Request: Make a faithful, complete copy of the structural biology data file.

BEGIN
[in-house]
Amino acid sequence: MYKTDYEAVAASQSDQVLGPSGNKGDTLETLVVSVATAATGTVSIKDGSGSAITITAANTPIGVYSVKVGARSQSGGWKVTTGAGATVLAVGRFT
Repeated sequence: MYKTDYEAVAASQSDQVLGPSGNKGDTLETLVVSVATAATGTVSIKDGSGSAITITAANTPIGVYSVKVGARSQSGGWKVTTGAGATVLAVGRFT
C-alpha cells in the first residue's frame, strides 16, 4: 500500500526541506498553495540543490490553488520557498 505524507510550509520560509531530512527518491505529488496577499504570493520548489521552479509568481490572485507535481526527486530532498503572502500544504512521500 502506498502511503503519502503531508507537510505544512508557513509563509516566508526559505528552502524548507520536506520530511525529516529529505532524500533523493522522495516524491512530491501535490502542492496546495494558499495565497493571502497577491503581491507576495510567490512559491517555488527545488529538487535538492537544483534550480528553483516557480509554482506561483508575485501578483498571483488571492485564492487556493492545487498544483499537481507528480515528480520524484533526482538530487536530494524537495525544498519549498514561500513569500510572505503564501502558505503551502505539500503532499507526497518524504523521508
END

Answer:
[in-house]
Amino acid sequence: MYKTDYEAVAASQSDQVLGPSGNKGDTLETLVVSVATAATGTVSIKDGSGSAITITAANTPIGVYSVKVGARSQSGGWKVTTGAGATVLAVGRFT
Repeated sequence: MYKTDYEAVAASQSDQVLGPSGNKGDTLETLVVSVATAATGTVSIKDGSGSAITITAANTPIGVYSVKVGARSQSGGWKVTTGAGATVLAVGRFT
C-alpha cells in the first residue's frame, strides 16, 4: 500500500526541506498553495540543490490553488520557498 505524507510550509520560509531530512527518491505529488496577499504570493520548489521552479509568481490572485507535481526527486530532498503572502500544504512521500 502506498502511503503519502503531508507537510505544512508557513509563509516566508526559505528552502524548507520536506520530511525529516529529505532524500533523493522522495516524491512530491501535490502542492496546495494558499495565497493571502497577491503581491507576495510567490512559491517555488527545488529538487535538492537544483534550480528553483516557480509554482506561483508575485501578483498571483488571492485564492487556493492545487498544483499537481507528480515528480520524484533526482538530487536530494524537495525544498519549498514561500513569500510572505503564501502558505503551502505539500503532499507526497518524504523521508